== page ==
Water and money may exist as two separate states of matter, but they do have many things in common.
For one, both are critical to your life. Just as you need water to stay alive, you also need to have sufficient money to be able to live in comfort.
Another similarity between them is the wastefulness that most people show in their use of either of these resources, which can have severe negative impacts on their life. Are you one of them? If so, here are a few things you can do to ensure you optimise your use of both water and your money:
Exercise prudence: It is tempting to use that one extra bucket to splash over yourself, or to spend just that ‘little’ extra time in the shower this once. However, unnecessary splurges today could lead to problems tomorrow.
Draw up a budget for money and water usage and try not to exceed it. This doesn’t mean you shouldn’t splurge your money every now and then (splurging water may still not be advisable), just make sure you do it within your means – too many EMIs or zero balance months may lead to uncomfortable times ahead.
Fix leaks immediately: Even the smallest of leaks can empty your tank, leaving you high and dry. Make sure your taps and tanks are all sealed and watertight, and while you’re at it, fix the leaks in your finances too. Extra expenses, no matter how small, can derail your budget and money plans.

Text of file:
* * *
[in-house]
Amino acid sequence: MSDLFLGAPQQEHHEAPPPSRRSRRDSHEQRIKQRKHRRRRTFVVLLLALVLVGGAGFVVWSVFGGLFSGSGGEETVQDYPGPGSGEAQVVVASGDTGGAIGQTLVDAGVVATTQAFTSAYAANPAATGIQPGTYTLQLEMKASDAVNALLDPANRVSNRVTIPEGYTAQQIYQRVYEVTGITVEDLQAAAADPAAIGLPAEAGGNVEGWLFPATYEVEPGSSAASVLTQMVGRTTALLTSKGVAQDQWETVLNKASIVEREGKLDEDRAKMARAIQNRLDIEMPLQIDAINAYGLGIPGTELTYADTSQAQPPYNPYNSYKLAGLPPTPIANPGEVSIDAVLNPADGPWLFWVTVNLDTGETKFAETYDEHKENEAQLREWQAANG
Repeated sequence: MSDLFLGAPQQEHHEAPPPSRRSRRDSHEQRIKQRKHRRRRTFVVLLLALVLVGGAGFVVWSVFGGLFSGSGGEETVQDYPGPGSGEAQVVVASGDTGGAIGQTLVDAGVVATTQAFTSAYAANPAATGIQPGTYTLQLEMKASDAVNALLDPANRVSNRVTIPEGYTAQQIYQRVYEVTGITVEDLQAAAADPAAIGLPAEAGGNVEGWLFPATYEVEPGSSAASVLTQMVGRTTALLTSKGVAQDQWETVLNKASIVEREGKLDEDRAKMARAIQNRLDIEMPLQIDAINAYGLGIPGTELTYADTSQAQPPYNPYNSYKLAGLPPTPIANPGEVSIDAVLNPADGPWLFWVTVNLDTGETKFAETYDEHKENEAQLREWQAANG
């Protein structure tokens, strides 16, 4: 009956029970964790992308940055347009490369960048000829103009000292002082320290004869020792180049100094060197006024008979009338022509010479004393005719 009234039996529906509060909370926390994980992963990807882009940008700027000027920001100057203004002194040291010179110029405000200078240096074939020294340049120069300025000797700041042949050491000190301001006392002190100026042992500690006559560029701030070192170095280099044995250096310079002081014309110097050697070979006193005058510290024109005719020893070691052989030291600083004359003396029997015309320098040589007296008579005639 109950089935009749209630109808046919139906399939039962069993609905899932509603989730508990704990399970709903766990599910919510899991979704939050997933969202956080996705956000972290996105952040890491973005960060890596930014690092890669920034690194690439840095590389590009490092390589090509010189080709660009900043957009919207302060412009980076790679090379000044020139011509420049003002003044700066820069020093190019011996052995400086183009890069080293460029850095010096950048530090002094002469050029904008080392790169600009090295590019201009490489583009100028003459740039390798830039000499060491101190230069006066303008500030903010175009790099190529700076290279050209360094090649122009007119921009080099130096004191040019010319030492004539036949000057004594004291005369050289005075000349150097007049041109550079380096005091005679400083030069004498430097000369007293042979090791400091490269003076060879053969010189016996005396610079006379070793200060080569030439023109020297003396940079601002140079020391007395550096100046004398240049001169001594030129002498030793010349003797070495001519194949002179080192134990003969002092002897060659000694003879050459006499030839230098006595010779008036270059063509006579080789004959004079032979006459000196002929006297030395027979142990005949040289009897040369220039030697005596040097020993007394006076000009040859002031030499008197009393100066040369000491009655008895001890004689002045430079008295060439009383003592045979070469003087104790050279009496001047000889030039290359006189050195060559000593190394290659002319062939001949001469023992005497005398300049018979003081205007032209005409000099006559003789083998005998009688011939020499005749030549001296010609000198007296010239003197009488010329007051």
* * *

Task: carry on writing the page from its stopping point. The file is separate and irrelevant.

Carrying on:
Track your expenses carefully so that you can identify any unnecessary and unexpected expenses and plan for them accordingly. Remember a rupee saved is a rupee earned.
Save up for a
rainy dry day: You never know when the rains may fail or the water supply run out. That’s why it’s best to save at least a few days’ water supply in a separate drum or two. This way, when the water supply goes dry, you’ll still have water to survive on – at least for a while.
Similarly, you never know when you may lose your job or face some other emergency. That’s why it’s best to save up extra money for your day-to-day expenses in an emergency fund. This fund should contain at least 6 months’ worth of expenses, if not more. You should keep this fund for emergencies only and should not touch it for any other purpose.
While not a comprehensive financial or water management plan, these three tips can help you improve the way you handle money and water, in your day-to-day life. Once you’ve got these down pat, you can also consider stepping up your game. On the hydrological front, this could entail a more comprehensive water management plan – like a water harvesting system or a way to reuse wastewater. On the financial front, this can comprise of setting up goal-based investment plans to help you fulfill future needs and dreams.
Do remember, the earlier you get started the better it will be for you. Especially on the financial front. Money invested doesn’t grow linearly, it compounds, and the beauty of compound interest is that in the long run, even a head start of a year can make a huge difference to your wealth.